Abstract: This paper analyzes taxation of an Internet platform attracting users from different jurisdictions. When corporate income tax rates are different in the two jurisdictions, the platform distorts prices and outputs in order to shift profit to the low-tax country. We analyze the comparative statics effects of an increase in the tax rate of one country. When cross-effects are present in both countries, the platform has an incentive to increase the number of users in the high-tax country and decrease the number of users in the low-tax country. When externalities only flow from one market to another, an increase in the corporate tax rate results either in a decrease or an increase in the number of users in both countries depending on the direction of externalities. We compare the baseline regime of separate accounting (SA) with a regime of formula apportionment (FA), where the tax bill is apportioned in proportion to the number of users in the two countries. Under FA, an increase in the corporate tax rate increases the number of users in the low-tax country and decreases the number of users in the high-tax country. We use a numerical simulation to show that the high-tax country prefers SA to FA whereas the low-tax country prefers FA to SA.
    Keywords: digital platforms, multinational firms, corporate income taxation, formula apportionment, separate accounting
    JEL: H32 H25 L12 L14
    Date: 2019
  5. By: K. Peren Arin; Emin Gahramanov; Tolga Omay; Mehmet A. Ulubasoglu
    Abstract: Previous literature provided mixed evidence regarding the effects of two major tax instruments, namely, labor income taxes and corporate taxes on economic growth. We hypothesize that the mixed evidence may be due to state-dependency of labor taxes. While corporate taxes retard economic growth by discouraging entrepreneurship in a linear fashion, the negative effect of labor taxes on growth may depend on the state of the economy, and may, thus, be non-linear. We provide a simple theoretical model which supports the latter hypothesis, and empirically test our predictions by using both statutory and average tax rates for a sample of 19 OECD countries over the 1981–2005 period. We also contribute to the literature by employing a newly developed Panel Smooth Transition (PSTR) model that controls for non-linearities in the tax structure-economic growth relationship. Our empirical findings suggest that while taxes on corporate income are distortionary for growth in both high- and low-growth regimes, taxes on labor income are harmful only during the high-growth regime.
    Keywords: Panel Smooth Transition, Fiscal Policy, Tax Policy, Growth
    JEL: O23 H30
    Date: 2019–09
  6. By: Lisandra Flach; Michael Irlacher; Florian Unger
    Abstract: This paper analyzes how exporters are affected by corporate tax reforms in destination markets. We introduce tax policy in a trade model of multi-product firms and show that producers face tougher competition in export markets with lower corporate tax rates. This competitive effect induces firms to reduce the number of exported products and to skew their export sales towards the better performing varieties. We estimate the effects of corporate taxes on trade dynamics by exploiting policy reforms in 45 destination countries of exports during the period 2005-2012. Our results provide strong support for competitive effects of corporate taxation.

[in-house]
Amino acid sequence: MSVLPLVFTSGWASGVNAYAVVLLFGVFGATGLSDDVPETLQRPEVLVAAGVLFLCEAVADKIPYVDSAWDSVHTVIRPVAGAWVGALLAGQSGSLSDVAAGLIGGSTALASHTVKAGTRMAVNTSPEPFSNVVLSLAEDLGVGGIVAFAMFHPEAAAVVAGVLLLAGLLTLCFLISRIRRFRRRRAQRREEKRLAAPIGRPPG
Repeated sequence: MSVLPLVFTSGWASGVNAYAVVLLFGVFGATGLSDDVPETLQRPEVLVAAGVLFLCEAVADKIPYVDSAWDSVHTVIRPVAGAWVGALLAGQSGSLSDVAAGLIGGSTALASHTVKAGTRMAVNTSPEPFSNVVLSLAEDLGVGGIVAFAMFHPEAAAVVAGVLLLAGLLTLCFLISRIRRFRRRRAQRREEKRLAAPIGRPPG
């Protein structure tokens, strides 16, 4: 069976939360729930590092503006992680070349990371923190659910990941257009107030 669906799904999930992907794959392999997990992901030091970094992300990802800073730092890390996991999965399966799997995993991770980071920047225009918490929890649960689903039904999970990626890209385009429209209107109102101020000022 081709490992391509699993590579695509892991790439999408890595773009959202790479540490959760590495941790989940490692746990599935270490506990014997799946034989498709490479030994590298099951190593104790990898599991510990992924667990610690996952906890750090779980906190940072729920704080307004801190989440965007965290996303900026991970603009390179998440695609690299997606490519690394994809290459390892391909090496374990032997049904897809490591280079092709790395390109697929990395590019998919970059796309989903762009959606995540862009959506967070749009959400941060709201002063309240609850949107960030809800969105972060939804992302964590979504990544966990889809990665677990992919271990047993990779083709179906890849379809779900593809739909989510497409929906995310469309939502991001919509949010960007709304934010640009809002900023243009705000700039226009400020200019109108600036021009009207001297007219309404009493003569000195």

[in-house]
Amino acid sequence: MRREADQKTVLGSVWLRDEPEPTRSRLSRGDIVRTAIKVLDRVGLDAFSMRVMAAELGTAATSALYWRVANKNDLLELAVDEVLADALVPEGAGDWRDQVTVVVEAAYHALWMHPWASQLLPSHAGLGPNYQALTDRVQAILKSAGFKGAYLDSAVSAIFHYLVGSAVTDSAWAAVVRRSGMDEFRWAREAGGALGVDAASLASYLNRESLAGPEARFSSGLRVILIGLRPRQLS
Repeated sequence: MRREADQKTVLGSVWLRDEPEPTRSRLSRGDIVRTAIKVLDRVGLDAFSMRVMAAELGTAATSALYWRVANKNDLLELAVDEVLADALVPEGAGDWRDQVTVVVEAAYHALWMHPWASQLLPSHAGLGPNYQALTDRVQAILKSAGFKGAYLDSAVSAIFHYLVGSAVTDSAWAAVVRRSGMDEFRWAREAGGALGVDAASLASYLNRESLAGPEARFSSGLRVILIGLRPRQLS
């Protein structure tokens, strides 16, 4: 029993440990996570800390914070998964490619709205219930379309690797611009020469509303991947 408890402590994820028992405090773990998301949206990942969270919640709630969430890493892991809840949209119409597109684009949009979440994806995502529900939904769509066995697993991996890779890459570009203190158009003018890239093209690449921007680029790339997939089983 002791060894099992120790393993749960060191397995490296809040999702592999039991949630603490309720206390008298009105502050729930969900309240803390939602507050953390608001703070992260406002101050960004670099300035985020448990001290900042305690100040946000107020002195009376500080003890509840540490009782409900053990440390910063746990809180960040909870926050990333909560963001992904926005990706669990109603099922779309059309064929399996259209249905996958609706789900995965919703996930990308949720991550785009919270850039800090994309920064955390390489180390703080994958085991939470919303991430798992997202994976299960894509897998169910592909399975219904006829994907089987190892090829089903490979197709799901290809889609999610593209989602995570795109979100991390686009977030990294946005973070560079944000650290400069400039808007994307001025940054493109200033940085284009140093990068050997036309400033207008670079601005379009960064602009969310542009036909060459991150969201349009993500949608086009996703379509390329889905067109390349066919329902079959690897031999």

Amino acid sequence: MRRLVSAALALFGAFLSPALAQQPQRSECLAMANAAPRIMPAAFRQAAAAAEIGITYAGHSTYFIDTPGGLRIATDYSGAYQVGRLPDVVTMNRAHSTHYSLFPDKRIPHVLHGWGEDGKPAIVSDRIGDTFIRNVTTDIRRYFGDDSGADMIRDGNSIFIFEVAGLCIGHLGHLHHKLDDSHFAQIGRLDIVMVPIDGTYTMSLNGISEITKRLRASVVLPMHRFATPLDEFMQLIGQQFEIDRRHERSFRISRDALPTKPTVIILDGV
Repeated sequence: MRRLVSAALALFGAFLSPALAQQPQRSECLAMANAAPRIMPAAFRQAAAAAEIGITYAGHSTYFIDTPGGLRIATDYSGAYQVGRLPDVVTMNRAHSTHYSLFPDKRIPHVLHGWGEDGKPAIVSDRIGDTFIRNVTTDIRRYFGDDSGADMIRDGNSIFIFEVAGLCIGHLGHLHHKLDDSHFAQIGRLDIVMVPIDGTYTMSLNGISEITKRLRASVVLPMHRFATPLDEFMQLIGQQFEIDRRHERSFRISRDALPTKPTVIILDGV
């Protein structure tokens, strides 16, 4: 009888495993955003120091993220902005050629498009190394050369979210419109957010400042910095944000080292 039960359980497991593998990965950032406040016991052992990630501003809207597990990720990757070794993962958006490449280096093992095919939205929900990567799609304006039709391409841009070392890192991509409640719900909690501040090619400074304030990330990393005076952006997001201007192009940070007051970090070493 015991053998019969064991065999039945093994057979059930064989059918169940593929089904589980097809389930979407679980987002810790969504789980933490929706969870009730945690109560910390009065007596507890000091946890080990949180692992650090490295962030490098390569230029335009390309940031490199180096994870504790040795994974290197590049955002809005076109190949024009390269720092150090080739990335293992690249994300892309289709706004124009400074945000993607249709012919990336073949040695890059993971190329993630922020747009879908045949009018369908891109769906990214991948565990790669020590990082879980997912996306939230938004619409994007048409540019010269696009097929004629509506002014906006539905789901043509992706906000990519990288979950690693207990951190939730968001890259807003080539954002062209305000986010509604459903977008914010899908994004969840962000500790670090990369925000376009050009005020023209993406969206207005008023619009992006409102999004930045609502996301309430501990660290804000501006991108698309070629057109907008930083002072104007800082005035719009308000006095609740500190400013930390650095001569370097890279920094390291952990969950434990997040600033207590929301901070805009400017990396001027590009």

Keywords: multi-product firms, corporate taxation, exporter dynamics, international trade
    JEL: H25 F12 L11
    Date: 2019
  7. By: De Bruin, Kelly C; Yakut, Aykut Mert
    Date: 2019
  8. By: Nayudu, A. Sri Hari (National Institute of Public Finance and Policy)
    Abstract: The Federal structure of India divided taxation powers between Union government and state government on certain principles. But, due to the goods and service tax (GST) implementation, states have lost jurisdiction over many taxes, since many state taxes were subsumed into GST. The extent of revenue losses to states due to subsuming certain taxes is not clear. On the other hand, the revenue situation of the states has not improved sufficiently. Despite of states tax efforts, improvement in own tax revenues are marginal. Under this back ground, states need to focus on the other existing taxes to improve its own tax revenues. The major revenue yielding taxes to states in the post GST regime are excise tax and stamp duty and registration fees. This study attempts to measure tax capacity and tax effort of stamp duty and registration fee for 16 major Indian states from 2001 to 2014 using stochastic frontier analysis. It is found that Bihar is operating at high efficient levels with efficiency and Odisha and Jharkhand are operating with low efficiency. State government's needs to focus on the relevant stamp duty policy changes and potential determinants of the model, which will help them improve their efficiency. The gap between predicted tax revenue and frontier tax revenue is more the case of Gujrat, Rajasthan, Tamil Nadu, Punjab and West Bengal.
    JEL: H21 H25 H71 H73
    Date: 2019–08
  9. By: Levi Boxell; Zachary Steinert-Threlkeld
    Abstract: We examine the impact of a new tool for suppressing the expression of dissent---a daily tax on social media use. Using a synthetic control framework, we estimate that the tax reduced the number of georeferenced Twitter users in Uganda by 13 percent. The estimated treatment effects are larger for poorer and less frequent users. Despite the overall decline in Twitter use, tweets referencing collective action increased by 31 percent and observed protests increased by 47 percent. These results suggest that taxing social media use may not be an effective tool for reducing political dissent.
    Date: 2019–09